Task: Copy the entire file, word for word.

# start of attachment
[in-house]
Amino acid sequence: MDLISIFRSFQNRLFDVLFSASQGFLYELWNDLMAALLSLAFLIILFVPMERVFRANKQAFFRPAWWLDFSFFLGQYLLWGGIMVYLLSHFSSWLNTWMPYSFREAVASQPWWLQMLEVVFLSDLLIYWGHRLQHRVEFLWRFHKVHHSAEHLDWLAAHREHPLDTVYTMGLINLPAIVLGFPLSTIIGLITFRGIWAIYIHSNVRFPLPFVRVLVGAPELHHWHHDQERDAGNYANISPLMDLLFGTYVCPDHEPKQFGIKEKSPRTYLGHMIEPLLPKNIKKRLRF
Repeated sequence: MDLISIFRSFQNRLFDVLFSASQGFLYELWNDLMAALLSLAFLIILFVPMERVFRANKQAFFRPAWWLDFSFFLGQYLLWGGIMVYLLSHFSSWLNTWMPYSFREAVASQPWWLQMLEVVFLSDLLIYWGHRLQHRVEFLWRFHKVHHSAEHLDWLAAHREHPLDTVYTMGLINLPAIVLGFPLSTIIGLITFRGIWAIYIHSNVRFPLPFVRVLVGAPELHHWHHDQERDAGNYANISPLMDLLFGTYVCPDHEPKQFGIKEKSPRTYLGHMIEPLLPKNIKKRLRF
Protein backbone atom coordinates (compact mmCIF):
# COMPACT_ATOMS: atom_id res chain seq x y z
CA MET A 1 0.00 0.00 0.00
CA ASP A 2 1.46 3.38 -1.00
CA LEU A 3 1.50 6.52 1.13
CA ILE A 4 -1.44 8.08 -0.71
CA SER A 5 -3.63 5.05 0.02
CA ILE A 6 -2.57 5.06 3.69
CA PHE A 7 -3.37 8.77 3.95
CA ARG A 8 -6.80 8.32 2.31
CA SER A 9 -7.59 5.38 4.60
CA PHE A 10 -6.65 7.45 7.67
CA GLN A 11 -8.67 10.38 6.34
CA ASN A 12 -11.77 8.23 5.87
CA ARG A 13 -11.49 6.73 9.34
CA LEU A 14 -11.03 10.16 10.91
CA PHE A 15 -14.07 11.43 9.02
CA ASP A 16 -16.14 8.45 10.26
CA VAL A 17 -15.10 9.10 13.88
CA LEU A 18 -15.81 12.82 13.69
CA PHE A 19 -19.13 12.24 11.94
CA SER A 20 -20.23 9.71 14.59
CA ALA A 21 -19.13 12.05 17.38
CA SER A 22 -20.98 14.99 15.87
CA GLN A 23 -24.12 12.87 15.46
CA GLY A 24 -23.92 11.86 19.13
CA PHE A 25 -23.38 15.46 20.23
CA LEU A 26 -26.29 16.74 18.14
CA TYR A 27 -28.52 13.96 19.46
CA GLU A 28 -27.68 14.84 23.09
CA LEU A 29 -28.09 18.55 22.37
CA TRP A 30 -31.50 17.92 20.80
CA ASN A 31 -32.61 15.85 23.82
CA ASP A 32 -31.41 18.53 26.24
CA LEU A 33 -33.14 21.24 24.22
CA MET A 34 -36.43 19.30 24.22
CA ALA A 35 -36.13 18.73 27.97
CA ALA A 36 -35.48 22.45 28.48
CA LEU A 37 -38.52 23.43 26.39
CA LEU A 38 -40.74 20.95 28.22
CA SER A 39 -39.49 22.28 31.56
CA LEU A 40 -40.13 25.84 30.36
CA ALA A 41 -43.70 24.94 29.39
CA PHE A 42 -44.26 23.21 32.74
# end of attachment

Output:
[in-house]
Amino acid sequence: MDLISIFRSFQNRLFDVLFSASQGFLYELWNDLMAALLSLAFLIILFVPMERVFRANKQAFFRPAWWLDFSFFLGQYLLWGGIMVYLLSHFSSWLNTWMPYSFREAVASQPWWLQMLEVVFLSDLLIYWGHRLQHRVEFLWRFHKVHHSAEHLDWLAAHREHPLDTVYTMGLINLPAIVLGFPLSTIIGLITFRGIWAIYIHSNVRFPLPFVRVLVGAPELHHWHHDQERDAGNYANISPLMDLLFGTYVCPDHEPKQFGIKEKSPRTYLGHMIEPLLPKNIKKRLRF
Repeated sequence: MDLISIFRSFQNRLFDVLFSASQGFLYELWNDLMAALLSLAFLIILFVPMERVFRANKQAFFRPAWWLDFSFFLGQYLLWGGIMVYLLSHFSSWLNTWMPYSFREAVASQPWWLQMLEVVFLSDLLIYWGHRLQHRVEFLWRFHKVHHSAEHLDWLAAHREHPLDTVYTMGLINLPAIVLGFPLSTIIGLITFRGIWAIYIHSNVRFPLPFVRVLVGAPELHHWHHDQERDAGNYANISPLMDLLFGTYVCPDHEPKQFGIKEKSPRTYLGHMIEPLLPKNIKKRLRF
Protein backbone atom coordinates (compact mmCIF):
# COMPACT_ATOMS: atom_id res chain seq x y z
CA MET A 1 0.00 0.00 0.00
CA ASP A 2 1.46 3.38 -1.00
CA LEU A 3 1.50 6.52 1.13
CA ILE A 4 -1.44 8.08 -0.71
CA SER A 5 -3.63 5.05 0.02
CA ILE A 6 -2.57 5.06 3.69
CA PHE A 7 -3.37 8.77 3.95
CA ARG A 8 -6.80 8.32 2.31
CA SER A 9 -7.59 5.38 4.60
CA PHE A 10 -6.65 7.45 7.67
CA GLN A 11 -8.67 10.38 6.34
CA ASN A 12 -11.77 8.23 5.87
CA ARG A 13 -11.49 6.73 9.34
CA LEU A 14 -11.03 10.16 10.91
CA PHE A 15 -14.07 11.43 9.02
CA ASP A 16 -16.14 8.45 10.26
CA VAL A 17 -15.10 9.10 13.88
CA LEU A 18 -15.81 12.82 13.69
CA PHE A 19 -19.13 12.24 11.94
CA SER A 20 -20.23 9.71 14.59
CA ALA A 21 -19.13 12.05 17.38
CA SER A 22 -20.98 14.99 15.87
CA GLN A 23 -24.12 12.87 15.46
CA GLY A 24 -23.92 11.86 19.13
CA PHE A 25 -23.38 15.46 20.23
CA LEU A 26 -26.29 16.74 18.14
CA TYR A 27 -28.52 13.96 19.46
CA GLU A 28 -27.68 14.84 23.09
CA LEU A 29 -28.09 18.55 22.37
CA TRP A 30 -31.50 17.92 20.80
CA ASN A 31 -32.61 15.85 23.82
CA ASP A 32 -31.41 18.53 26.24
CA LEU A 33 -33.14 21.24 24.22
CA MET A 34 -36.43 19.30 24.22
CA ALA A 35 -36.13 18.73 27.97
CA ALA A 36 -35.48 22.45 28.48
CA LEU A 37 -38.52 23.43 26.39
CA LEU A 38 -40.74 20.95 28.22
CA SER A 39 -39.49 22.28 31.56
CA LEU A 40 -40.13 25.84 30.36
CA ALA A 41 -43.70 24.94 29.39
CA PHE A 42 -44.26 23.21 32.74